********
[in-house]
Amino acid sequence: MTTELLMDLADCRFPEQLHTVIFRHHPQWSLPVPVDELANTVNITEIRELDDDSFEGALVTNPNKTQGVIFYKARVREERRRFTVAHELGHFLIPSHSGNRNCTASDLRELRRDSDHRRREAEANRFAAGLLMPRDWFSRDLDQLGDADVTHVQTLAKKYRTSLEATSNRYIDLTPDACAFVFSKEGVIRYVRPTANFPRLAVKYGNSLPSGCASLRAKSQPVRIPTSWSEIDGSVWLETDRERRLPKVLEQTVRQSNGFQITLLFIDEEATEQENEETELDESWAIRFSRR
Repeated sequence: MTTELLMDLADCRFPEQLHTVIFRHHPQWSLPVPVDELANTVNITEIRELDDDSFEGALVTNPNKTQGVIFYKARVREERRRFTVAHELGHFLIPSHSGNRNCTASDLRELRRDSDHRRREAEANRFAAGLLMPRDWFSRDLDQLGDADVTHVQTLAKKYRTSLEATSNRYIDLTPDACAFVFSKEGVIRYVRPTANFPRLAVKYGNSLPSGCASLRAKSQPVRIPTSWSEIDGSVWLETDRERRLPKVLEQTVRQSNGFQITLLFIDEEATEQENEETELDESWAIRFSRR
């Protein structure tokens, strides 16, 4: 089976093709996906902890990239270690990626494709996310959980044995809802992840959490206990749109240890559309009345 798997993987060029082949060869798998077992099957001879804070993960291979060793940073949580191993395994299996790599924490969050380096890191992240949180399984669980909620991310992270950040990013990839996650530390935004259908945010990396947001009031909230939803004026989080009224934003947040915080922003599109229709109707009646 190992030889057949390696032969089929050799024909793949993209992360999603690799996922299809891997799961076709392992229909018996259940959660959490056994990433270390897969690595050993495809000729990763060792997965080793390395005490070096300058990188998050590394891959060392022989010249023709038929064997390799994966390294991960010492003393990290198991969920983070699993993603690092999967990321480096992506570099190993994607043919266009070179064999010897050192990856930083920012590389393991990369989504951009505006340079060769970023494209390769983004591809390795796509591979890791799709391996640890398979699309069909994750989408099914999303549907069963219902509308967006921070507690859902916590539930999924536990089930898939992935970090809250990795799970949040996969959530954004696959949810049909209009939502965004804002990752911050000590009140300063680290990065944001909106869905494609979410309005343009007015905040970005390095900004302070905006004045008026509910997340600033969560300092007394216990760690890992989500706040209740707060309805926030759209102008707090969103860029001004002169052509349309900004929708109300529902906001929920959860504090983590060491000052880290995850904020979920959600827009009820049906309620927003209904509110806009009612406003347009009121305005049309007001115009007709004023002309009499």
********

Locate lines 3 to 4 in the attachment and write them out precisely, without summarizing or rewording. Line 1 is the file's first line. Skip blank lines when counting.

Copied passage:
Repeated sequence: MTTELLMDLADCRFPEQLHTVIFRHHPQWSLPVPVDELANTVNITEIRELDDDSFEGALVTNPNKTQGVIFYKARVREERRRFTVAHELGHFLIPSHSGNRNCTASDLRELRRDSDHRRREAEANRFAAGLLMPRDWFSRDLDQLGDADVTHVQTLAKKYRTSLEATSNRYIDLTPDACAFVFSKEGVIRYVRPTANFPRLAVKYGNSLPSGCASLRAKSQPVRIPTSWSEIDGSVWLETDRERRLPKVLEQTVRQSNGFQITLLFIDEEATEQENEETELDESWAIRFSRR
């Protein structure tokens, strides 16, 4: 089976093709996906902890990239270690990626494709996310959980044995809802992840959490206990749109240890559309009345 798997993987060029082949060869798998077992099957001879804070993960291979060793940073949580191993395994299996790599924490969050380096890191992240949180399984669980909620991310992270950040990013990839996650530390935004259908945010990396947001009031909230939803004026989080009224934003947040915080922003599109229709109707009646 190992030889057949390696032969089929050799024909793949993209992360999603690799996922299809891997799961076709392992229909018996259940959660959490056994990433270390897969690595050993495809000729990763060792997965080793390395005490070096300058990188998050590394891959060392022989010249023709038929064997390799994966390294991960010492003393990290198991969920983070699993993603690092999967990321480096992506570099190993994607043919266009070179064999010897050192990856930083920012590389393991990369989504951009505006340079060769970023494209390769983004591809390795796509591979890791799709391996640890398979699309069909994750989408099914999303549907069963219902509308967006921070507690859902916590539930999924536990089930898939992935970090809250990795799970949040996969959530954004696959949810049909209009939502965004804002990752911050000590009140300063680290990065944001909106869905494609979410309005343009007015905040970005390095900004302070905006004045008026509910997340600033969560300092007394216990760690890992989500706040209740707060309805926030759209102008707090969103860029001004002169052509349309900004929708109300529902906001929920959860504090983590060491000052880290995850904020979920959600827009009820049906309620927003209904509110806009009612406003347009009121305005049309007001115009007709004023002309009499």